The Google Lawsuit: Why marketers and retailers should not worry

What’s it all about?

The European Commission has accused Google of distorting the market by privileging Shopping ads before other results, and as a result of their seven-year probe, they have levelled harsh penalties against Google.

Margrethe Vestager, the EU’s Competition Commissioner, states that Google has violated European antitrust rules by denying rival companies “the chance to compete on their merits and to innovate” and by denying European consumers “the benefits of competition, genuine choice and innovation.”

How exactly do they allege that Google has damaged the market? The specific complaint is that Google has systematically increased the prominence of their own Shopping feature while demoting competitor results using their algorithm.

The news has generated headlines beyond just the PPC field, because the €2.42 billion penalty is both the largest of its kind and also significantly higher than expected.

The counterargument

As PLA experts with a deep knowledge of Google Shopping, it’s our opinion that the Commission’s arguments are deeply flawed. First and foremost, it seems that the EU Commission fundamentally misunderstands the Google Shopping channel. This is likely because, when the lawsuit started, the circumstances were completely different: seven years ago, Google Shopping didn’t even exist. The original argument was that Google used the panda algorithm update to push organic results below its “own” results.

In the meantime, Google Shopping matured into a thriving channel that drives huge volumes of traffic to smaller businesses. The Commission now transferred the old accusations to the new channel, Google Shopping, which the Commission says “allows consumers to compare products and prices online”. And therein lies the point:

Google Shopping is not and never was a price comparison platform, but rather a product search like Amazon or eBay. Retailers pay to be shown there and the highest bid wins. It was never the goal that Shopping ads would be based on the lowest price of a product.

The arguments and the classification from the EU Commission are definitely wrong. Google never wanted to compete with price comparison platforms. They always found more than enough competition in the other big fishes: Amazon and eBay. But under the court’s narrow Statement of Objections, these other giants are excluded. It’s a strange twist, given that both are fiercely competitive platforms which Google refers millions of searchers to every day — a favor that Amazon and eBay are not likely to return any time soon.

Google argues that “improving quality isn’t anti-competitive,” and explained in a statement that Shopping adds tremendous value to both consumers and retailers. Consumers benefit by more direct connections to high-quality results without redundant search efforts. As for retailers, Google notes that “thousands of European merchants use these ads to compete with larger companies like Amazon and eBay.” They cite an independent German study (aligned with similar US results), that 1 in 3 online consumers begin their search on Amazon, while only 14.3% begin on Google. This means that smaller businesses gain crucial exposure and leverage against Amazon by being listed on Google, whether paid or organic.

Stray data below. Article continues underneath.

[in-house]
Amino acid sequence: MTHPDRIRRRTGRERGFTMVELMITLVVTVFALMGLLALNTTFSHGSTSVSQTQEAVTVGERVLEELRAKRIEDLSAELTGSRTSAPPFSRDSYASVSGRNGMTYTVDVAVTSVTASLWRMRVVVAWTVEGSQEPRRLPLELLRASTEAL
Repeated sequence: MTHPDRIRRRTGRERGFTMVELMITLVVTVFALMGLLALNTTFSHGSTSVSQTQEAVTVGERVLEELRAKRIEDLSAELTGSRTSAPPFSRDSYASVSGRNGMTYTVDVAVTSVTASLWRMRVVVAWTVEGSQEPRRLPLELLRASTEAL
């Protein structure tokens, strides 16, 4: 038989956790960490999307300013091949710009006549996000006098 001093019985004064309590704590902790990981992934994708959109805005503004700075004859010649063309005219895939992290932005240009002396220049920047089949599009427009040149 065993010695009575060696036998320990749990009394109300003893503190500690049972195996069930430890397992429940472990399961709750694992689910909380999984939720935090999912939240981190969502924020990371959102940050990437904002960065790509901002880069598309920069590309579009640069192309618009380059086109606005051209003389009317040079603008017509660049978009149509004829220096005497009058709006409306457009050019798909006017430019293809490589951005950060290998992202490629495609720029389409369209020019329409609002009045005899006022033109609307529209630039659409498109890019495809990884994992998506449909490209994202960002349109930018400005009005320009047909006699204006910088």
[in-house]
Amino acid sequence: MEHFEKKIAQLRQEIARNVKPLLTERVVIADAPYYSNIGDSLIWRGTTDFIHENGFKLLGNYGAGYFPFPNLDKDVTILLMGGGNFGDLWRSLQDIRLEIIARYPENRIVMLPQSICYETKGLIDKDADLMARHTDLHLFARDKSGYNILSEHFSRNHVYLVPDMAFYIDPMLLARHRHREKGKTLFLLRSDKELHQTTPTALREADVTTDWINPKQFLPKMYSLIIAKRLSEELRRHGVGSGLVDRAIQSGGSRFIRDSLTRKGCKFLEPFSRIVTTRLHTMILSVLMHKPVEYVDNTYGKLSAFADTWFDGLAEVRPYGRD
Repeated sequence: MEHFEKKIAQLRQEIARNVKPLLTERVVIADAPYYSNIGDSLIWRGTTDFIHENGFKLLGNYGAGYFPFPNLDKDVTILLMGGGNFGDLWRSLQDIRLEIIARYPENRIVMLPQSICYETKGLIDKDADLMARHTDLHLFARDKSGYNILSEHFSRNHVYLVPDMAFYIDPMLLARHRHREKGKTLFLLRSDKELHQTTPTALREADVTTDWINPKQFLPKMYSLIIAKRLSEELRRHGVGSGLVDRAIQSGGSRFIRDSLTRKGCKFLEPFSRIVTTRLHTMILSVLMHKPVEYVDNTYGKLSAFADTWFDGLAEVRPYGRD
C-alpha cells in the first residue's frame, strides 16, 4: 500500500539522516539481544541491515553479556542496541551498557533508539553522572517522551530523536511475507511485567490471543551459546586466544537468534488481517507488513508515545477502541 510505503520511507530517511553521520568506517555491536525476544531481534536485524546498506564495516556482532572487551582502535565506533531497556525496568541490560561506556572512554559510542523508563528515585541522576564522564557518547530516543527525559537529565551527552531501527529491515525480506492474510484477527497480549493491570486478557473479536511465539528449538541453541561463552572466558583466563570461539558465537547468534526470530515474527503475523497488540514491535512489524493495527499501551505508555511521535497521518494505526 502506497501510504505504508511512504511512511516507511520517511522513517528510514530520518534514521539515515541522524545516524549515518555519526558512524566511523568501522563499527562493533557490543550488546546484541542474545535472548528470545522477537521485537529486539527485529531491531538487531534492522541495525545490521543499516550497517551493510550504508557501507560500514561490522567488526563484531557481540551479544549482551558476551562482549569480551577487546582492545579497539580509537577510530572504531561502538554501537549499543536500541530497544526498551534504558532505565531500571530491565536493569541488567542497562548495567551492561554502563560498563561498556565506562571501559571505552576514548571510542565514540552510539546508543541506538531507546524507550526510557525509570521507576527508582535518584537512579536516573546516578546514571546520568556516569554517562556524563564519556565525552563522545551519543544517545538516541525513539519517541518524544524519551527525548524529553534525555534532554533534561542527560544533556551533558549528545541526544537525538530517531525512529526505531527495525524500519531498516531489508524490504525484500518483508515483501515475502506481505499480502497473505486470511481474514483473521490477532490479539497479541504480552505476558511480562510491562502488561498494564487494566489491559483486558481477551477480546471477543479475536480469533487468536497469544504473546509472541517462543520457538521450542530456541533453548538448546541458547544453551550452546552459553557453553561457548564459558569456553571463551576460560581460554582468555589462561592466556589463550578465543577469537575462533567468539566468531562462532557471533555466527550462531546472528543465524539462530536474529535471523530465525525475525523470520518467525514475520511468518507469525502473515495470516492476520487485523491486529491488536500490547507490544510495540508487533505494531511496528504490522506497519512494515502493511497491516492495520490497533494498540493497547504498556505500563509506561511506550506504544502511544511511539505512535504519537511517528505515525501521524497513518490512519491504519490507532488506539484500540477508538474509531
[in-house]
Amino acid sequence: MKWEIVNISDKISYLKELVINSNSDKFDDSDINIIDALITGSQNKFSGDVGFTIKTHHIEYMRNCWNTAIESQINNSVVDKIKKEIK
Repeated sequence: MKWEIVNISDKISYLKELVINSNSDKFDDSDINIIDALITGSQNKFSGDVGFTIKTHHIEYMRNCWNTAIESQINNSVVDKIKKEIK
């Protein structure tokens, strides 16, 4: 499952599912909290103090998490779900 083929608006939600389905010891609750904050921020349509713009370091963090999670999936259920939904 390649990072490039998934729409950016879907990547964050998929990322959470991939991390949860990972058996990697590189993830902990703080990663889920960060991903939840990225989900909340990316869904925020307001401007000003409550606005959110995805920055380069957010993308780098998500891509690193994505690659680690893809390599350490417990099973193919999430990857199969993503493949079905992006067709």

Regarding the idea that price comparison sites are being deliberately demoted, Google explains: “While some comparison shopping sites naturally want Google to show them more prominently, our data shows that people usually prefer links that take them directly to the products they want, not to websites where they have to repeat their searches.” In other words, Google is arguing that it is the market that has shaped the algorithm, not the algorithm that has shaped the market. In their view, Google has improved the consumer experience and the EU commission is using old-fashioned consumer behaviors as a faulty basis for judgement.

What does it mean for the future of Shopping Ads?

Panicking over the EU Commission’s penalty against Google? Keep calm and shop on. This case has been years in the making, and with appeals it will last another few years for sure. While the mainstream press benefits from fueling anxiety, PPC veterans realize that this story will take still more time to unfold.

Moreover, Google Shopping stands on incredibly solid ground. Merkle data shows that PLAs now represent 52% of click share, continuing their incremental dominance of text ads. Spending on Google Shopping itself is up a whopping 32 percentage points from 2016. This expansion is driven by an increasing impression share on mobile, which is experiencing its own multi-year growth explosion. While this is exactly the trend that worries regulators, it’s also evidence of powerful market forces and the changing expectations of consumers.

Meanwhile, Google’s fundamentals are as strong as bedrock, and their future remains bright. With more than $172 billion (€151b) in assets according to the BBC and over 70,000 employees, they have the resources and the brainpower needed to come out strong and keep expanding into new markets. The Commission’s penalty is not an existential threat, but rather a speedbump.

Our data scientists and marketing experts will keep a watchful eye on this news and ensure you get the facts you need to stay agile and make smart decisions with your PLAs. If Google is ultimately required to change the mechanics of their Shopping channel, it is likely to make account management more complex, but Whoop! users will continue to enjoy the reduced workload that comes with automated bid-management, and they can adapt their Advanced Bid Strategies as needed to keep above the fray.

As a retailer or marketer you should answer the question “Should I panic or worry about it?” with a clear “No!”